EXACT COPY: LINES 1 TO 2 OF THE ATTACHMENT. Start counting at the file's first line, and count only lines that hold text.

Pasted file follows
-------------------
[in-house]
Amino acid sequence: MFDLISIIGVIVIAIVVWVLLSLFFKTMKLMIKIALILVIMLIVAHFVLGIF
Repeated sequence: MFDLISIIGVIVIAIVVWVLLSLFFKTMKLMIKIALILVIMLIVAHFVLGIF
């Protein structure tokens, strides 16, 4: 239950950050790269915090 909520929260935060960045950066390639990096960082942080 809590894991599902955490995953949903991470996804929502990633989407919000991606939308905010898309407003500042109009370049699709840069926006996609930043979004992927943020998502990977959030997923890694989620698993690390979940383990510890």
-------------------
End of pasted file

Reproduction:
[in-house]
Amino acid sequence: MFDLISIIGVIVIAIVVWVLLSLFFKTMKLMIKIALILVIMLIVAHFVLGIF